Living in the current climate, we all know how important it is to find an equilibrium with our surroundings, and downsizing your life is becoming more of a trend. This doesn’t have anything to do with where you live or the size of your household. It’s all related to the amount of space we use. Smaller living spaces don’t have to be cluttered or without essential furniture pieces due to their size.
We all experienced at least at one point in our lives a larger space. Our childhood bedrooms or living room possibly provided a larger space for us to grow and blossom, giving us more freedom to externalize our emotions. Still, things are changing. With skyrocketing square footage prices, the younger generations are left struggling. Limited affordability in the face of climate change threats and an economy that doesn’t ensure we can actually afford to live increases stress levels and affects life goals.
Now, what can we do about the units where we have a limited amount of space? What we shouldn’t do is take out a wardrobe that is needed, use the dining table as a desk or cover our walls in large closets with shelves, hidden compartments, or drawers. We’re not saying here that storage spaces are wrong. They do, however, need to occupy a limited amount of space if all the space you have is limited. Your living room should be packed to the brim, but nor should it lack the things you need. Finding the balance is key, and we’re going to cover that in the following sections.
Mirror Effects with Light and Colors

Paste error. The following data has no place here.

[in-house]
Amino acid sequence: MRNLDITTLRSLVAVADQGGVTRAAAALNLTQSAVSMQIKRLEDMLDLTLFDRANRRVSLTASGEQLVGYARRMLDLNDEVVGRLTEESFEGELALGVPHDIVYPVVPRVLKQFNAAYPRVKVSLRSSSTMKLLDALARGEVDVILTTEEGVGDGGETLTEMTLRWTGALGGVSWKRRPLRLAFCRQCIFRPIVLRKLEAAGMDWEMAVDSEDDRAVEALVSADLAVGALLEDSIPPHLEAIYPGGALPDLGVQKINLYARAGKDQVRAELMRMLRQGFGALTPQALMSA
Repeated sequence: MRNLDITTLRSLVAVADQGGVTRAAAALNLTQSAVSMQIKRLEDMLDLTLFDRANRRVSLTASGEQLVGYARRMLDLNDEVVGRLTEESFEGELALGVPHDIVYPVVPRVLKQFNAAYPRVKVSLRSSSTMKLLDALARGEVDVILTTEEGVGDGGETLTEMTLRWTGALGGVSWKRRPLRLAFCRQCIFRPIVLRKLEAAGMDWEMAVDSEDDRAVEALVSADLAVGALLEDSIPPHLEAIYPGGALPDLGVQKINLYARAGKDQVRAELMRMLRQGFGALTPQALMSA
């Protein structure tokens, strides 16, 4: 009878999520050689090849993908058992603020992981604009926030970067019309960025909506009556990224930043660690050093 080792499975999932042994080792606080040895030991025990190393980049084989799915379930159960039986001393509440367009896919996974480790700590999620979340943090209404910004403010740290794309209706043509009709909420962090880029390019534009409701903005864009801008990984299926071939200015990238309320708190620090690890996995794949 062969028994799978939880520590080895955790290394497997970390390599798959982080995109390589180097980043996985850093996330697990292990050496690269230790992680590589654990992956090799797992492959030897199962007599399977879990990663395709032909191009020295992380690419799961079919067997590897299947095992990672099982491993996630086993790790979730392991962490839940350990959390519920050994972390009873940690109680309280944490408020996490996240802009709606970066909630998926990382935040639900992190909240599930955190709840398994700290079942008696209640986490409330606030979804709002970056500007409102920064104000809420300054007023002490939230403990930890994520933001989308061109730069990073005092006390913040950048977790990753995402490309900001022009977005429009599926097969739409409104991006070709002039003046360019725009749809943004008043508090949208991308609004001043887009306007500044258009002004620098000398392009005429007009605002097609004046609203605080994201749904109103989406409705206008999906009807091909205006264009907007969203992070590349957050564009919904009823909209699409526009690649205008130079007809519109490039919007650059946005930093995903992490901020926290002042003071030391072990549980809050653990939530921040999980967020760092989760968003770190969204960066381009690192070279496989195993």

We can make any space look larger with a few well-placed mirrors and proper use of natural light. Small living areas can tap into our claustrophobia which isn’t something we should try out. We can maximize the visual perception our space has on our subconscious by using mirrors. Light also significantly impacts small spaces, so emphasize it to make your living room look bigger. Simply placing a mirror at the receiving end of natural light will boost the light throughout the room. If you have light-colored walls, even better. Pops of color won’t have a significant impact on a room if used in moderation. One wall covered in dark paint or intricate wallpaper will draw more attention to the space by creating contrast and making it stand out more.
We can also use artificial lighting to accentuate a part of the space. Create a focal point using low-hanging lights or floor-facing curved lamps that draw attention to a seating area. LED downlights installed in flooring or other types of light sources at the floor level will accentuate the room if a plant is placed in front of it. The psychology of light and color explains how and why both elements are essential in smaller spaces. Maximizing the space can start from them, and adding a mirror to the area where most of the light falls on throughout the day does just that.
Space can not only be accentuated through light, mirrors, and colors. High ceilings go a long way, so if your square footage is limited but tall, installing a fake ceiling may not be the best decision. Yes, there is the risk of wasting heat, but a tall ceiling can give way more than it can take. You can take full advantage of the extra space by creating extra space through a fake floor if the space allows. However, high ceilings can draw the eyes upwards, giving the impression that your living room is bigger. All that space gives you room for art, mirror, memorabilia, and shelves (but more on that later).